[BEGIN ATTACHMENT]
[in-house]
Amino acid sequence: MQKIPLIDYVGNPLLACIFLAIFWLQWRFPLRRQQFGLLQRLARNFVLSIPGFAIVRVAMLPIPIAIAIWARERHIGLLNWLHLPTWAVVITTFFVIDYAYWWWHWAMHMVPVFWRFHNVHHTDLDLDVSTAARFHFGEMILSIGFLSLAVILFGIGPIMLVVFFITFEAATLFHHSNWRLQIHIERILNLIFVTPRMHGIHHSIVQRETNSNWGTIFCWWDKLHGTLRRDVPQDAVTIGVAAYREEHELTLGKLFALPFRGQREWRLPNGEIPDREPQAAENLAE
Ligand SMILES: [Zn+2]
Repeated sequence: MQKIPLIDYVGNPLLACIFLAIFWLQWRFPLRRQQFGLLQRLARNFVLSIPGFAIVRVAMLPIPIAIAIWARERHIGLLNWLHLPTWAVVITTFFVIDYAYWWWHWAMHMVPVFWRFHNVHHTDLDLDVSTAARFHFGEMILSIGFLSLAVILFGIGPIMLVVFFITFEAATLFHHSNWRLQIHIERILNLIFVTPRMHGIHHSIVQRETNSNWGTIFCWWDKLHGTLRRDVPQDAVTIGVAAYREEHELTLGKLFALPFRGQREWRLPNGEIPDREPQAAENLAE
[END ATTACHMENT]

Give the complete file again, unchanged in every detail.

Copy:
[in-house]
Amino acid sequence: MQKIPLIDYVGNPLLACIFLAIFWLQWRFPLRRQQFGLLQRLARNFVLSIPGFAIVRVAMLPIPIAIAIWARERHIGLLNWLHLPTWAVVITTFFVIDYAYWWWHWAMHMVPVFWRFHNVHHTDLDLDVSTAARFHFGEMILSIGFLSLAVILFGIGPIMLVVFFITFEAATLFHHSNWRLQIHIERILNLIFVTPRMHGIHHSIVQRETNSNWGTIFCWWDKLHGTLRRDVPQDAVTIGVAAYREEHELTLGKLFALPFRGQREWRLPNGEIPDREPQAAENLAE
Ligand SMILES: [Zn+2]
Repeated sequence: MQKIPLIDYVGNPLLACIFLAIFWLQWRFPLRRQQFGLLQRLARNFVLSIPGFAIVRVAMLPIPIAIAIWARERHIGLLNWLHLPTWAVVITTFFVIDYAYWWWHWAMHMVPVFWRFHNVHHTDLDLDVSTAARFHFGEMILSIGFLSLAVILFGIGPIMLVVFFITFEAATLFHHSNWRLQIHIERILNLIFVTPRMHGIHHSIVQRETNSNWGTIFCWWDKLHGTLRRDVPQDAVTIGVAAYREEHELTLGKLFALPFRGQREWRLPNGEIPDREPQAAENLAE